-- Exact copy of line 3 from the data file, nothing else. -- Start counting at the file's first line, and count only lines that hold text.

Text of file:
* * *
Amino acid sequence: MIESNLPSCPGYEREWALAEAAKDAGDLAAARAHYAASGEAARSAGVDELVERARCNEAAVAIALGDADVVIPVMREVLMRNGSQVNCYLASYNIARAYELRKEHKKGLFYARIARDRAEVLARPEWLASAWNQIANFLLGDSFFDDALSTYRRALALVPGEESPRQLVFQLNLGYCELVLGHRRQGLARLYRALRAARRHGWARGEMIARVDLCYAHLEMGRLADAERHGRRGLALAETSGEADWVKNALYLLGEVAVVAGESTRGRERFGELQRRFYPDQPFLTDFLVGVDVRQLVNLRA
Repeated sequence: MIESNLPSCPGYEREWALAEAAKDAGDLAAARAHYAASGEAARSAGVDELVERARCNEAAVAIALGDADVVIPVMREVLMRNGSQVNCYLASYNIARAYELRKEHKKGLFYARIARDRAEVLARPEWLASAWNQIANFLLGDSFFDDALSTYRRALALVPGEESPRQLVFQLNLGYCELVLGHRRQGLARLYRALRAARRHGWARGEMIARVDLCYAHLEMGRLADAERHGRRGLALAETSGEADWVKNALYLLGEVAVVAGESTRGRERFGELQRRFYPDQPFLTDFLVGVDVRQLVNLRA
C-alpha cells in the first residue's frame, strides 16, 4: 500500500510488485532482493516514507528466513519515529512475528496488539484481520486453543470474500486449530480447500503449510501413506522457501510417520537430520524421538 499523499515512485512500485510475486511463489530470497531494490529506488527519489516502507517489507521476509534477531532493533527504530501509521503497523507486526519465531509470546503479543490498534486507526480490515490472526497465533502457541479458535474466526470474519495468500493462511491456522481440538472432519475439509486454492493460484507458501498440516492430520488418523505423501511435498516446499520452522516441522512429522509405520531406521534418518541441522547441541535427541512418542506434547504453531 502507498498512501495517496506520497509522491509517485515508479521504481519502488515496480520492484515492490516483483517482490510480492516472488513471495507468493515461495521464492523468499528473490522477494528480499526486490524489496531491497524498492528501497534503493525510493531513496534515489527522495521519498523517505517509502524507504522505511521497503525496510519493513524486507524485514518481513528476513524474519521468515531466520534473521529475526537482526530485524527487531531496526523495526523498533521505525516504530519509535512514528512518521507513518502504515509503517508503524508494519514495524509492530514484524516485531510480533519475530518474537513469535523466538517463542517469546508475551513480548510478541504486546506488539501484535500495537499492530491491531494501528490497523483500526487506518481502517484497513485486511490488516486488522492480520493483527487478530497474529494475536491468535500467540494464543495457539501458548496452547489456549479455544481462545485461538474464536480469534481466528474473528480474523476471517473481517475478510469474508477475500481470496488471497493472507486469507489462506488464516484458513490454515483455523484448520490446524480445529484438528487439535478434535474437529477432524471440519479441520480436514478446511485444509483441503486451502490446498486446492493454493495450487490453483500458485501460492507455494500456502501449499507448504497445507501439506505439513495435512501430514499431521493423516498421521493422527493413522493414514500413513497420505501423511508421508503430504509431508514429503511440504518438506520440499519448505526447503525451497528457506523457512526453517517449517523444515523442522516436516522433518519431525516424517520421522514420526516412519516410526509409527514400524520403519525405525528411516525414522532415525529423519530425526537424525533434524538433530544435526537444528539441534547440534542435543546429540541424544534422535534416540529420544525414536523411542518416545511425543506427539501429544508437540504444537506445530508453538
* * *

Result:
C-alpha cells in the first residue's frame, strides 16, 4: 500500500510488485532482493516514507528466513519515529512475528496488539484481520486453543470474500486449530480447500503449510501413506522457501510417520537430520524421538 499523499515512485512500485510475486511463489530470497531494490529506488527519489516502507517489507521476509534477531532493533527504530501509521503497523507486526519465531509470546503479543490498534486507526480490515490472526497465533502457541479458535474466526470474519495468500493462511491456522481440538472432519475439509486454492493460484507458501498440516492430520488418523505423501511435498516446499520452522516441522512429522509405520531406521534418518541441522547441541535427541512418542506434547504453531 502507498498512501495517496506520497509522491509517485515508479521504481519502488515496480520492484515492490516483483517482490510480492516472488513471495507468493515461495521464492523468499528473490522477494528480499526486490524489496531491497524498492528501497534503493525510493531513496534515489527522495521519498523517505517509502524507504522505511521497503525496510519493513524486507524485514518481513528476513524474519521468515531466520534473521529475526537482526530485524527487531531496526523495526523498533521505525516504530519509535512514528512518521507513518502504515509503517508503524508494519514495524509492530514484524516485531510480533519475530518474537513469535523466538517463542517469546508475551513480548510478541504486546506488539501484535500495537499492530491491531494501528490497523483500526487506518481502517484497513485486511490488516486488522492480520493483527487478530497474529494475536491468535500467540494464543495457539501458548496452547489456549479455544481462545485461538474464536480469534481466528474473528480474523476471517473481517475478510469474508477475500481470496488471497493472507486469507489462506488464516484458513490454515483455523484448520490446524480445529484438528487439535478434535474437529477432524471440519479441520480436514478446511485444509483441503486451502490446498486446492493454493495450487490453483500458485501460492507455494500456502501449499507448504497445507501439506505439513495435512501430514499431521493423516498421521493422527493413522493414514500413513497420505501423511508421508503430504509431508514429503511440504518438506520440499519448505526447503525451497528457506523457512526453517517449517523444515523442522516436516522433518519431525516424517520421522514420526516412519516410526509409527514400524520403519525405525528411516525414522532415525529423519530425526537424525533434524538433530544435526537444528539441534547440534542435543546429540541424544534422535534416540529420544525414536523411542518416545511425543506427539501429544508437540504444537506445530508453538